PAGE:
By George Steer
February 5, 2019

Actor Liam Neeson spoke out for the first time about his controversial comments in which he expressed remorse for once wanting to kill an innocent black man in an act of revenge.

“I’m not racist, this was 40 years ago,” he said on Good Morning America Tuesday.The topic of our film is revenge, and the lady journalist was asking me how do you tap into that,” he said.

Neeson has been pilloried after he revealed in an interview with The Independent published on Monday that he regretted once setting out to kill any black man who provoked him. He had been promoting his new film Cold Pursuit, a thriller that centers on a man out for retribution after his son is murdered.

After he found out someone close to him had been raped, Neeson told The Independent his “immediate reaction was … I asked did she knew who it was? No. What color were they? She said it was a black person.”

Neeson said he “went up and down areas with a cosh [a blunt instrument used as a weapon], hoping I’d be approached by somebody”.

“I’m ashamed to say that. And I did it for maybe a week, hoping some black bastard would come out of a pub and have a go at me for something so I could kill him.”

“It was horrible, horrible when I think back, that I did that. And I’ve never admitted that,” he added.

But defending himself on Good Morning America on Tuesday, Neeson said the race of the attacker was irrelevant: “If [the victim] had said an Irish, Scot, Brit, I know I would have felt the same way. I was trying to show honor and stand up for my dear friend in this medieval fashion. It shocked me when I realized the terrible things I said. Luckily, no violence occurred thanks be to God.”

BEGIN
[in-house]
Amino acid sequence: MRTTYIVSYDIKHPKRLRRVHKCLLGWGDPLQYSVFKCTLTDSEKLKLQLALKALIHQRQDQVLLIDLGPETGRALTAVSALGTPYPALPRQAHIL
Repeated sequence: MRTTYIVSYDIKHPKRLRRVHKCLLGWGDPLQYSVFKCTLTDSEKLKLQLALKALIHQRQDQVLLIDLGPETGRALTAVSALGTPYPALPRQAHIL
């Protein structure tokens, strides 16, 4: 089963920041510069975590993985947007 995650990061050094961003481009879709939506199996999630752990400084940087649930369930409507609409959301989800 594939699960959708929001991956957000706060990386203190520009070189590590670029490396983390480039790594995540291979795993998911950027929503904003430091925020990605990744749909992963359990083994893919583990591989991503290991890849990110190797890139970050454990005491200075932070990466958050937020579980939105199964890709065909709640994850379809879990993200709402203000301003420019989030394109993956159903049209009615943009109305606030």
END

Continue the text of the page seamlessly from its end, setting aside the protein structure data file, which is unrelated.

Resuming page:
The actor also said he did “seek help” at the time by speaking to a priest and “power walking.”

He said in the original interview that “something primal” kicks in when a loved one is the victim of violence. “God forbid you’ve ever had a member of your family hurt under criminal conditions,” he said, before recounting how he himself had nearly been driven to revenge. He also told of how growing up during The Troubles in Northern Ireland helped him “understand that need for revenge”.

His insistence in the same interview that revenge “just leads to more revenge, and more killing, and more killing,” did not, however, ease the anger felt at his earlier revelation.

Others sought to downplay the issue, however. John Barnes, a former footballer who suffered racist abuse while playing for Liverpool FC in the 1980’s, even said Neeson “deserved a medal” for his admission.

“He said he was ashamed and horrified at what he felt,” said Barnes.

This is not the first interview of Neeson’s to draw controversy. In January 2018, he described how the MeToo movement, despite being “healthy” and a force for good, had become “a bit of a witch hunt“. He also said he was “on the fence” about sexual misconduct allegations leveled at Dustin Hoffman. “I’m not saying I’ve done similar things to what he did—apparently he touched some girls’ breasts—but it’s childhood stuff,” he said.

Contact us at editors@time.com.

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